(RFE/RL) -- The trial of Myanmar's pro-democracy opposition leader, Aung San Suu Kyi, has begun in the country's main city, Yangon, amid tight security, on charges that could send her to jail for up to five years.
Barbed wire barricades have been set up around the prison compound, and riot police have blocked all access roads.
The AFP news agency quoted a Western diplomat as saying the authorities turned back the ambassadors of Germany, France, Britain, and Italy when they tried to reach the site of the trial on behalf of the European Union.
Despite the security measures, scores of Suu Kyi's supporters gathered near the prison for a silent protest. The Nobel Peace Prize laureate has spent most of the past 19 years under house arrest.
Suu Kyi is accused of violating the terms of her house arrest by allowing a visit by an American man, who swam across a lake to reach her home earlier this month.
Suu Kyi's lawyer, Kyi Win, said the opposition leader had read the law that the charges are based on, and was confident she had not broken the law.
Aside from the five-year prison sentence, a conviction would in any case prevent Suu Kyi from contesting multiparty elections promised by the regime in 2010.
Suu Kyi's National League for Democracy (NLD) won a landslide election victory in elections in 1990, but was denied power by the military, which has ruled the former Burma since 1962.
Visitor's Mental State
The American man at the center of the case, John Yettaw, is also on trial on charges that include violating immigration law, and inciting others to break the law. Two female political assistants of Suu Kyi are also on trial.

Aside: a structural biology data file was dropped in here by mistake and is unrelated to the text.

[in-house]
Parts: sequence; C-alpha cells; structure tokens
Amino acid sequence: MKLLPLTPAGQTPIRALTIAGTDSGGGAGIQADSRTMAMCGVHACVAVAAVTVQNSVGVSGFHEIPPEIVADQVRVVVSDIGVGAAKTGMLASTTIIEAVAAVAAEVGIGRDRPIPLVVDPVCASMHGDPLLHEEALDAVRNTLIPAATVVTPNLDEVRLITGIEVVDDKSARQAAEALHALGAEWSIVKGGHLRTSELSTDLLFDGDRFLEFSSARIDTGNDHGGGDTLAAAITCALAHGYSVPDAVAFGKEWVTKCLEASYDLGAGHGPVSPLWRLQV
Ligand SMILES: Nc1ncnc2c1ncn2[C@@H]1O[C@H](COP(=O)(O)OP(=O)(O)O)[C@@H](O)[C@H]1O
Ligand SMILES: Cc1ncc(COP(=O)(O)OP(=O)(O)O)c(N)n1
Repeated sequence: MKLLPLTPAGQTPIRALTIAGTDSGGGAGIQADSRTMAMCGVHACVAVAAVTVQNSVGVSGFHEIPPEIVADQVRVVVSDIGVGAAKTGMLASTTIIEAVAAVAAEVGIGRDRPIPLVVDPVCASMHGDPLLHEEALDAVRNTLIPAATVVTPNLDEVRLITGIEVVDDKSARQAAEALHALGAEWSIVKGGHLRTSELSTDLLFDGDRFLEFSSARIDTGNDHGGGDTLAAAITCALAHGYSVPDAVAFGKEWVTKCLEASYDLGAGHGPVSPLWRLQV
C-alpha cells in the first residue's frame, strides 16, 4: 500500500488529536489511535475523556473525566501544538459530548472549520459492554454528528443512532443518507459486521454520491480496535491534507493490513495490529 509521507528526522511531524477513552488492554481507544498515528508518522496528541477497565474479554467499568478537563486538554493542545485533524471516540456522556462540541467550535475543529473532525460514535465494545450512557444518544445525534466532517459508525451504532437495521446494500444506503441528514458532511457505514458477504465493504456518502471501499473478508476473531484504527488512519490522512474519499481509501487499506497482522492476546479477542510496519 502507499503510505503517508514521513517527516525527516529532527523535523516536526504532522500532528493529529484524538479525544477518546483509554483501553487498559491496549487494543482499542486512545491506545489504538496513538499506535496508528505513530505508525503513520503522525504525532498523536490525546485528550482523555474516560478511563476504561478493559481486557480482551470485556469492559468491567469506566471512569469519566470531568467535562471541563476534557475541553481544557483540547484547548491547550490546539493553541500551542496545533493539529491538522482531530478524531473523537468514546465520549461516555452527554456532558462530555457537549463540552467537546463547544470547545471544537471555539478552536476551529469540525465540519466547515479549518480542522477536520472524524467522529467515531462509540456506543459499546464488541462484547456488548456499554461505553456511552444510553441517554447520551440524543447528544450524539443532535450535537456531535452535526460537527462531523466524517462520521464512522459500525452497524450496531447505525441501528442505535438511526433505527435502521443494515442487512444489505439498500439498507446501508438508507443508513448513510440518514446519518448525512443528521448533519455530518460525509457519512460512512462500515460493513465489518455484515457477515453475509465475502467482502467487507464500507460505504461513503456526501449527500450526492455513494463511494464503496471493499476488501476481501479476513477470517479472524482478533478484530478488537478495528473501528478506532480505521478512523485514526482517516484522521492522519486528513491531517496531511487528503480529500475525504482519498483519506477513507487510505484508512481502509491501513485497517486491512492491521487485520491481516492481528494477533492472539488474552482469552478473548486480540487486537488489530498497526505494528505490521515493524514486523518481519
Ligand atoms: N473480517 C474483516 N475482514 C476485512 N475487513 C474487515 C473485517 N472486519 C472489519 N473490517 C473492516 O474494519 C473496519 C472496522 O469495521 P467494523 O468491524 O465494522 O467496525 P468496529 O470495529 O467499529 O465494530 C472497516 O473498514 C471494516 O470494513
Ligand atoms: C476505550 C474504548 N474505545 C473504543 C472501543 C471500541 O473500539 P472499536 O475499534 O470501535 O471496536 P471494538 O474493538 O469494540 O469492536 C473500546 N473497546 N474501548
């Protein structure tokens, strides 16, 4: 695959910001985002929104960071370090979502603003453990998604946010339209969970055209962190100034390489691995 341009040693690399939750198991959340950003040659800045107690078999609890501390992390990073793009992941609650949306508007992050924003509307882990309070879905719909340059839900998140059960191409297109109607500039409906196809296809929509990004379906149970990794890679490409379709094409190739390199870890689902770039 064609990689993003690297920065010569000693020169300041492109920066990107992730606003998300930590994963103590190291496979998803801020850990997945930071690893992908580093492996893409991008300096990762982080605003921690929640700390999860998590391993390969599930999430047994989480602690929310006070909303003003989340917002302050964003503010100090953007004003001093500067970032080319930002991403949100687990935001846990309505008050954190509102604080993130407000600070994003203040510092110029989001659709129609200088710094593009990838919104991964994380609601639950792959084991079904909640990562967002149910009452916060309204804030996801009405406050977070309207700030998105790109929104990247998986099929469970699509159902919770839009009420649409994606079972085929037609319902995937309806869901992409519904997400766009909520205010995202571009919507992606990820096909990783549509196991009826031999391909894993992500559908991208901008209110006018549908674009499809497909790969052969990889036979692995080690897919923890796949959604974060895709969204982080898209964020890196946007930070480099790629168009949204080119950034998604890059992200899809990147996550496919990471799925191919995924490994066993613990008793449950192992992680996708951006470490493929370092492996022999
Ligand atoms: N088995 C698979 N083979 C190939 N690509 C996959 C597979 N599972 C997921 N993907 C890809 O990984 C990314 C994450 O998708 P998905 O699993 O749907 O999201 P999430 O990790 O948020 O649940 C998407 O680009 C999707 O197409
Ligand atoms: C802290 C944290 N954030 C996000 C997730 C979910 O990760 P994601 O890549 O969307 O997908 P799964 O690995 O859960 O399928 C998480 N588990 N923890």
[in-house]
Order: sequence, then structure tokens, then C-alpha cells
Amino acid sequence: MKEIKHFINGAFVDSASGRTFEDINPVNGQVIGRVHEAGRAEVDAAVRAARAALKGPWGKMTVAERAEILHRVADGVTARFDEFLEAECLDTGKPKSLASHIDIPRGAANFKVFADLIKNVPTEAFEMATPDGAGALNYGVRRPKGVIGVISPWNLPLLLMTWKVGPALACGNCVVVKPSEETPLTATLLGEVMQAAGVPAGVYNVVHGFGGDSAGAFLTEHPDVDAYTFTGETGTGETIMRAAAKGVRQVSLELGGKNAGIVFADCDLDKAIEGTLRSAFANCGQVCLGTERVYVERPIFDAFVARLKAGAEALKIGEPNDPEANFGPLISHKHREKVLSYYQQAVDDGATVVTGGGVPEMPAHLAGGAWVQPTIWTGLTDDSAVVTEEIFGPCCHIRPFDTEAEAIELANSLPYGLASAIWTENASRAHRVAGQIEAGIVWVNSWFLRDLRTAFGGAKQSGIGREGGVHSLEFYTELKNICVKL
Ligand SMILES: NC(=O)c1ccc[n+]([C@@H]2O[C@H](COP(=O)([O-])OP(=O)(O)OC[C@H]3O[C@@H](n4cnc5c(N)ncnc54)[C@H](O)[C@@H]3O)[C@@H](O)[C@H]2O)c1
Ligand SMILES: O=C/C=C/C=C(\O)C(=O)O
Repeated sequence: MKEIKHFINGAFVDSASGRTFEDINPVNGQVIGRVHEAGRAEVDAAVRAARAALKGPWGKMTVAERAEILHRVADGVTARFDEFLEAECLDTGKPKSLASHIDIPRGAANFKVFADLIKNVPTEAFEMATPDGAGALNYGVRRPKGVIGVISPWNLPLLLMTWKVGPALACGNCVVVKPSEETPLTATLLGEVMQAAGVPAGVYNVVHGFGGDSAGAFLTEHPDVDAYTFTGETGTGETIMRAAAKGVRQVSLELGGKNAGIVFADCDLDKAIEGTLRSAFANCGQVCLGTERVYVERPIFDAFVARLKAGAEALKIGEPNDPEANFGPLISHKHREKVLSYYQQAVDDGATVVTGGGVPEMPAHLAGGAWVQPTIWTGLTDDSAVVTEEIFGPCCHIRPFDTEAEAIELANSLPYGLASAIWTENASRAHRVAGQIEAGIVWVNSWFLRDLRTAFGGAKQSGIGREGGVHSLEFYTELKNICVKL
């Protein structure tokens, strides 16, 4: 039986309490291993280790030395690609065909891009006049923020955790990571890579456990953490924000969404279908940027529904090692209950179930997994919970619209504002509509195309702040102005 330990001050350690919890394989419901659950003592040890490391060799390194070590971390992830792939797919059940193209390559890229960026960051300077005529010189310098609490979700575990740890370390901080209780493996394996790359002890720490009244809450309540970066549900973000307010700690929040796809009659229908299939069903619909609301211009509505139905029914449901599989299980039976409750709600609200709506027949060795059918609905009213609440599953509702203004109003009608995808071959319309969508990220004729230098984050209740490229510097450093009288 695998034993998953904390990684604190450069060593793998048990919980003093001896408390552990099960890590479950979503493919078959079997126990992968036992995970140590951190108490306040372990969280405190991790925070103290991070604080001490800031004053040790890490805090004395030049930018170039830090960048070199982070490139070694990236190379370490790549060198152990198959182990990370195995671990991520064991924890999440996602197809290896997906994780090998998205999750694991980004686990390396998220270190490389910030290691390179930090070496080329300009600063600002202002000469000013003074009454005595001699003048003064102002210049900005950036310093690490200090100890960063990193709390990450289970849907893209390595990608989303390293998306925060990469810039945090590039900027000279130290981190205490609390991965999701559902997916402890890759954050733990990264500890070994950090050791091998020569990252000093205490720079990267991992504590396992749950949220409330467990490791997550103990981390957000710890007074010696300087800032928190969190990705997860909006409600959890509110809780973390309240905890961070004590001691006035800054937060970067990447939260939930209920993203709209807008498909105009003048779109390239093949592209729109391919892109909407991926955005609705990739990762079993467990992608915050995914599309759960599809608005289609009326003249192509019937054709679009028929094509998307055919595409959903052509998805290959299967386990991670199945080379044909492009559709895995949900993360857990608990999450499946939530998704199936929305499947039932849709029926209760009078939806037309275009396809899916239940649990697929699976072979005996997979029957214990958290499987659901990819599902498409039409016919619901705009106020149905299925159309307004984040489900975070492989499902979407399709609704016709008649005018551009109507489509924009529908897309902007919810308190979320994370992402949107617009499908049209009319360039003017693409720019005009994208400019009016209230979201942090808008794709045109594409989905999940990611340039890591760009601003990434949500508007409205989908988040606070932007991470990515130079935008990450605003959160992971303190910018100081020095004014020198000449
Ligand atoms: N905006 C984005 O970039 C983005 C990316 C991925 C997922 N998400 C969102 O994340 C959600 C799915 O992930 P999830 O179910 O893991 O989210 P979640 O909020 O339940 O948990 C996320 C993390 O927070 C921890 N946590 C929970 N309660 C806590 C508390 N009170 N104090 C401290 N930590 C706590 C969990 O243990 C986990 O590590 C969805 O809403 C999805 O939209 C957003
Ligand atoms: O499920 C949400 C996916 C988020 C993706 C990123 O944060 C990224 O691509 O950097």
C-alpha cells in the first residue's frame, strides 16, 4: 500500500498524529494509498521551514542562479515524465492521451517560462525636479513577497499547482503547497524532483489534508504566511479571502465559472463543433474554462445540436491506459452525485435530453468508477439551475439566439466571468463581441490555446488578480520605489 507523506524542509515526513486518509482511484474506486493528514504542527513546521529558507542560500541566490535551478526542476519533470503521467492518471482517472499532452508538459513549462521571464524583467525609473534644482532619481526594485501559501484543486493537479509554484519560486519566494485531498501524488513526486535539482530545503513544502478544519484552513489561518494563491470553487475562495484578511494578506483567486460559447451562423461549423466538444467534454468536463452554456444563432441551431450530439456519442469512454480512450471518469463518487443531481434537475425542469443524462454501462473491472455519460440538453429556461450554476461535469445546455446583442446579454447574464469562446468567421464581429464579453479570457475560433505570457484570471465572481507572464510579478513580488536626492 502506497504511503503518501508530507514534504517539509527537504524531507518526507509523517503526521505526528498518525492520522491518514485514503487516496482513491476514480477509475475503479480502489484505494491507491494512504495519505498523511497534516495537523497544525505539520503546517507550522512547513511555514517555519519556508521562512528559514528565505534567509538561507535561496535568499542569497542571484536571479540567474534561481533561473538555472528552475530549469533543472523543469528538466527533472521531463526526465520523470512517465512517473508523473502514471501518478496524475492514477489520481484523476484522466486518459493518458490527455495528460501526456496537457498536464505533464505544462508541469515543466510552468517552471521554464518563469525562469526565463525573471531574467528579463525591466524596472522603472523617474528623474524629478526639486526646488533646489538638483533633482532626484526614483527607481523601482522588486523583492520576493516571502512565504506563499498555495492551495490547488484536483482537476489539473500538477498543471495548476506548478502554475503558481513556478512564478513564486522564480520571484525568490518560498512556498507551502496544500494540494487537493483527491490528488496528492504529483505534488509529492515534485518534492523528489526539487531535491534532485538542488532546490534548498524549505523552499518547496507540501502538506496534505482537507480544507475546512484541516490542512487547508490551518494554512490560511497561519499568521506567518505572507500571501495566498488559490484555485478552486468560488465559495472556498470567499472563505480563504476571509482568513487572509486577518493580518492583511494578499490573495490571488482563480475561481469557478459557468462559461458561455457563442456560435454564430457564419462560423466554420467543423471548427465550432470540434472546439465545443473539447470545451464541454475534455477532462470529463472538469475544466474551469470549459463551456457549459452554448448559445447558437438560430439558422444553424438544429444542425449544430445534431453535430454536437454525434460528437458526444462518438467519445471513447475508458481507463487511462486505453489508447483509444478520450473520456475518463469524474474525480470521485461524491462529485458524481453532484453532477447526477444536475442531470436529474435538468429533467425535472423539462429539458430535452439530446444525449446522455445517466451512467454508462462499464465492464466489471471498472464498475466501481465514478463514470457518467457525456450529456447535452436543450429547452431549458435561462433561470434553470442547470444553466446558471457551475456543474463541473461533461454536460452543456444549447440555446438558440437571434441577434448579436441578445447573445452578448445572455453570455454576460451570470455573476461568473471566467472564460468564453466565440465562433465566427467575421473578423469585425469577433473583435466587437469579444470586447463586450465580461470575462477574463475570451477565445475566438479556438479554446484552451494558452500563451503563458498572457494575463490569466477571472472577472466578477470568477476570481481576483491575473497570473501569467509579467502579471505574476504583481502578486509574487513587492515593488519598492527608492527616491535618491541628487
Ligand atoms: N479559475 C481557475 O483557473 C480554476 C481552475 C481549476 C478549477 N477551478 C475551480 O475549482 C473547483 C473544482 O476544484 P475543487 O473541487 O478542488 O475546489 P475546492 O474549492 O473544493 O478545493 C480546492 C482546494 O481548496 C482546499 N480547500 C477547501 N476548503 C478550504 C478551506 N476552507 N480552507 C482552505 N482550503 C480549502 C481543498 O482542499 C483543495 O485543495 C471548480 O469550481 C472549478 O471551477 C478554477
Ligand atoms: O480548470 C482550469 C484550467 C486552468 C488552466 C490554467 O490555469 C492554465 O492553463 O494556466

Questions have arisen about Yettaw's motives in intruding into Suu Kyi's home. Rights activists in Myanmar and abroad have said they suspect the military regime is behind the incident, in that it occurred so conveniently only weeks before Suu Kyi's latest six-year house-arrest order was due to expire.
They note that Suu Kyi's house is heavily guarded at all times, and it's inexplicable why no guard was on duty at the rear of the building, looking out onto the lake.
The police make much of the fact that the swimmer stayed two days at the house, and was received hospitably. Suu Kyi said that Yettaw claimed to be too exhausted to leave on arrival, as requested. She said she did not report him to the authorities because she did not want him to get into trouble.
Yettaw's ex-wife Yvonne said he had no political agenda, and she raised the issue of mental stability by saying he was suffering from posttraumatic stress disorder, as well as a head wound he suffered during his military service.
Yettaw also tried to visit Suu Kyi in November 2008, but was turned back by the two political assistants who are now also on trial.
In Brussels, EU foreign-policy chief Javier Solana said that the European Union should consider toughening sanctions on Myanmar over its treatment of the opposition leader.
Czech Foreign Minister Jan Kohout, whose country currently holds the EU Presidency, said EU member states are "ready to discuss the reinforcement of the sanctions, of course. But the first [thing] will be [a] call to the Burmese authorities to release San Suu Kyi."
In Washington, President Barack Obama on May 15 extended the state of emergency regarding Myanmar, saying the crisis between the United States and Myanmar has not been resolved.
U.S. Secretary of State Hillary Clinton has called for a broad release of political prisoners, not just Suu Kyi. "We call on the Burmese authorities to release her immediately and unconditionally along with her doctor and the more than 2,100 political prisoners currently being held," she said.
Philippines Foreign Affairs Secretary Alberto Romulo said on May 17 that his government is "deeply troubled and outraged" over the "trumped-up charges" against Suu Kyi.
with news agency material